Can Learning Really Be Fun and Games?
For those wondering what a game-based classroom looks like in a traditional school, take a peek into Ananth Pai’s third-grade class in Parkview/Center Point Elementary school in Maplewood, Minnesota.
Using his own money and grants that he applied for, Pai has managed to round up seven laptops, two desktops 11 Nintendo DS’s, 18 games for math, reading, vocabulary, geography, and 21 digital voice recorders.
Students compete in games with other kids across the world, learn about fractions and decimals by riding a virtual ghost train, for instance, work on their reading skills on sites like Razkids, figure out whether they can make a living by growing flowers, learn about their constitutional rights with the Go to Court Game, and so on.
If parents are wondering what their kids do with the Nintendo DS in the classroom, Pai’s students will tell them about Brain Age 2, the word scramble game, or Math Blaster, which helps students practice their multiplication.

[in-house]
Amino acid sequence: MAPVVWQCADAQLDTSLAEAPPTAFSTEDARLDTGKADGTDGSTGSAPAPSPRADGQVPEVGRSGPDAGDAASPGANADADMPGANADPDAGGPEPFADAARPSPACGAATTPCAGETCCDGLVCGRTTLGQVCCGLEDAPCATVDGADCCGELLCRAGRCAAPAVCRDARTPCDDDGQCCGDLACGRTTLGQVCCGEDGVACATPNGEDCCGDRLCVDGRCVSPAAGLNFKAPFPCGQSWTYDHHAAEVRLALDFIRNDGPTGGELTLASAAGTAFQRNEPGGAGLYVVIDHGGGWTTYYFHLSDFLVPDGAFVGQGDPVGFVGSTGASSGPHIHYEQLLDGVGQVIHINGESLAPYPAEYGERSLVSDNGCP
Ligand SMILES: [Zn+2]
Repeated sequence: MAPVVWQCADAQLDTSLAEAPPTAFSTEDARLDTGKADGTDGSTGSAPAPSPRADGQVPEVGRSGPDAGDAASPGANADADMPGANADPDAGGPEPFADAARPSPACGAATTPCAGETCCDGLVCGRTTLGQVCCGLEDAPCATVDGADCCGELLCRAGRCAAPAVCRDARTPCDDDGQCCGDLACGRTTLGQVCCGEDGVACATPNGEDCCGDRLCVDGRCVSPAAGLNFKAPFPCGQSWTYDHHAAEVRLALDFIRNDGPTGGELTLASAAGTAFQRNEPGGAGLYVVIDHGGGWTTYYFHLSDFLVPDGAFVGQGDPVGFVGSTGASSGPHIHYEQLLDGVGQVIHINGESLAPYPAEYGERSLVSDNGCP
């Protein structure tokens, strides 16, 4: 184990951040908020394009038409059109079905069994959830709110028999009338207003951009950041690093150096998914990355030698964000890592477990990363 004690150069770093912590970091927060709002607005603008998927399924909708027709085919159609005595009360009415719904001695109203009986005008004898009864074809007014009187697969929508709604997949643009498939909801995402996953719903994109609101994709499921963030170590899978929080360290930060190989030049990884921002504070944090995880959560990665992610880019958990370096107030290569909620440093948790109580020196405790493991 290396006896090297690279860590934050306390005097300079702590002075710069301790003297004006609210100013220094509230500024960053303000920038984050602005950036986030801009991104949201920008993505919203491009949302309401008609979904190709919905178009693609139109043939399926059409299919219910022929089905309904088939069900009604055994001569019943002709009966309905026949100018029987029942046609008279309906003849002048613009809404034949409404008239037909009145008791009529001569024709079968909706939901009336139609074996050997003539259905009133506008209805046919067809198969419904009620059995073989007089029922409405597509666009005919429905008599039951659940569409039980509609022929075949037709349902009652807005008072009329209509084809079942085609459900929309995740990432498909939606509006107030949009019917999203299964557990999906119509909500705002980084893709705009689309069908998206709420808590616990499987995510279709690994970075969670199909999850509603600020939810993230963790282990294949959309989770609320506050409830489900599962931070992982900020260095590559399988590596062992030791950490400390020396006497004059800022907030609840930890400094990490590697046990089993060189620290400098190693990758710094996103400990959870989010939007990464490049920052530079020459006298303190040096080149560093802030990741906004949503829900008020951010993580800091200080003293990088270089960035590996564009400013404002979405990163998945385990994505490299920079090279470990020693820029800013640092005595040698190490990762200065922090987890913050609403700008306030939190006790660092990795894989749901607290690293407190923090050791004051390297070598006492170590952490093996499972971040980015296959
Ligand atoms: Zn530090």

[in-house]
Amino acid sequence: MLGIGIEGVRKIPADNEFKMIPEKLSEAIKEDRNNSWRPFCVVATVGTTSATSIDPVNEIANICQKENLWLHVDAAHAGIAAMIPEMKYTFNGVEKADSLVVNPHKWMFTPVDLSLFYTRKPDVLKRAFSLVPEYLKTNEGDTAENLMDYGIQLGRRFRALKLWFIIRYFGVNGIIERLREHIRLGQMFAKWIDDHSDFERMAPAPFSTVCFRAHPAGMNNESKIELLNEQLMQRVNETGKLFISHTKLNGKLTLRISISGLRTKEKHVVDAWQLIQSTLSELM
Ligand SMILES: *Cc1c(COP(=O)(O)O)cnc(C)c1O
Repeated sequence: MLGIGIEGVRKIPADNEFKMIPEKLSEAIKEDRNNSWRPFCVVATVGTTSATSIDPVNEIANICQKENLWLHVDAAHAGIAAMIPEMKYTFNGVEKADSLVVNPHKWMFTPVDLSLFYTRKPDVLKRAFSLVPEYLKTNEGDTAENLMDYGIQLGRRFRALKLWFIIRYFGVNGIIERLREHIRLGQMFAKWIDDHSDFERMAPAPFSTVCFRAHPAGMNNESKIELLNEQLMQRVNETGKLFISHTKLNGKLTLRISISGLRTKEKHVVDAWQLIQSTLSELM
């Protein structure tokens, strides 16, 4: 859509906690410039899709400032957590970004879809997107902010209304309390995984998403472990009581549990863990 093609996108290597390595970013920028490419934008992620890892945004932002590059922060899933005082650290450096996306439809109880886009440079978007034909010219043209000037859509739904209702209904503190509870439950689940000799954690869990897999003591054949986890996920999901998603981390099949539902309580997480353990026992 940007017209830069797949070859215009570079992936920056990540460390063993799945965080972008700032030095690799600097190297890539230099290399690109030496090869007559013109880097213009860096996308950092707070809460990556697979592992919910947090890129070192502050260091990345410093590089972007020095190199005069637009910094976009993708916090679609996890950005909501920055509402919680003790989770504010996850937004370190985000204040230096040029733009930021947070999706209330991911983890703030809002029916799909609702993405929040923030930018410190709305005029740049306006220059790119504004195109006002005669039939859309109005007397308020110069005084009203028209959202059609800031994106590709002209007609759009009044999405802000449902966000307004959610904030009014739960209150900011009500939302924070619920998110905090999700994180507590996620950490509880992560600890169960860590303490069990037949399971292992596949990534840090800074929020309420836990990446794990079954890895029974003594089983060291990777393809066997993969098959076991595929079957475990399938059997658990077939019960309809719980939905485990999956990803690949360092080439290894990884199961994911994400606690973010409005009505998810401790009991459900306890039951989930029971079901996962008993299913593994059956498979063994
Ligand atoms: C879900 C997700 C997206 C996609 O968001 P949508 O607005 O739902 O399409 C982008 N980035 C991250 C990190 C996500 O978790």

In the video interview above, Pai talks about how he realized that with a 20-1 ratio in a third grade class (a luxury at this point in many American public schools), it would be difficult to help each student progress at his or her own level.
So he found websites he thought would work best for his class, and connected them all to his own site. Take a look at how he’s organized the curriculum: Simple and intuitive.
Pai says that in a matter of four months, the class’s reading and math scores went from below average for third grade to mid-fourth-grade level.
When Robert Stephens, founder of Geek Squad and CTO of Best Buy visited Pai’s class recently, he was struck by not just the fact that technology was being used, but how Pai organized the class.
“He groups the kids on how their brains learn,” Stephens said.
From what I can tell, this is what learning should look like.